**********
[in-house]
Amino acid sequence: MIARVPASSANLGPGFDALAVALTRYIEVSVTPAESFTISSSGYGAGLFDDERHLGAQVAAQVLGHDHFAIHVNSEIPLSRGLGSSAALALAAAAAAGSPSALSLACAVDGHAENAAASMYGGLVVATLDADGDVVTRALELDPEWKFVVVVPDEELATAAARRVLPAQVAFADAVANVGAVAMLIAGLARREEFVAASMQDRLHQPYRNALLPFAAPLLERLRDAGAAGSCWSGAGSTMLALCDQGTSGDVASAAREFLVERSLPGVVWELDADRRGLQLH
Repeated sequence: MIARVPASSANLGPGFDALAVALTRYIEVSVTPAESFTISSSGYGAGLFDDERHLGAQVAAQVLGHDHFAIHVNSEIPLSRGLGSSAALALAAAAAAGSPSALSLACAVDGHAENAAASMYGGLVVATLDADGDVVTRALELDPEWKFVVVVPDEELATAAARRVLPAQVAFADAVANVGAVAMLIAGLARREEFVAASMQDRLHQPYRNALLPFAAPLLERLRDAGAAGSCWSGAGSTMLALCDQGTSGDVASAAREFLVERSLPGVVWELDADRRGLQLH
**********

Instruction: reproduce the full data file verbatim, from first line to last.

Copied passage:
[in-house]
Amino acid sequence: MIARVPASSANLGPGFDALAVALTRYIEVSVTPAESFTISSSGYGAGLFDDERHLGAQVAAQVLGHDHFAIHVNSEIPLSRGLGSSAALALAAAAAAGSPSALSLACAVDGHAENAAASMYGGLVVATLDADGDVVTRALELDPEWKFVVVVPDEELATAAARRVLPAQVAFADAVANVGAVAMLIAGLARREEFVAASMQDRLHQPYRNALLPFAAPLLERLRDAGAAGSCWSGAGSTMLALCDQGTSGDVASAAREFLVERSLPGVVWELDADRRGLQLH
Repeated sequence: MIARVPASSANLGPGFDALAVALTRYIEVSVTPAESFTISSSGYGAGLFDDERHLGAQVAAQVLGHDHFAIHVNSEIPLSRGLGSSAALALAAAAAAGSPSALSLACAVDGHAENAAASMYGGLVVATLDADGDVVTRALELDPEWKFVVVVPDEELATAAARRVLPAQVAFADAVANVGAVAMLIAGLARREEFVAASMQDRLHQPYRNALLPFAAPLLERLRDAGAAGSCWSGAGSTMLALCDQGTSGDVASAAREFLVERSLPGVVWELDADRRGLQLH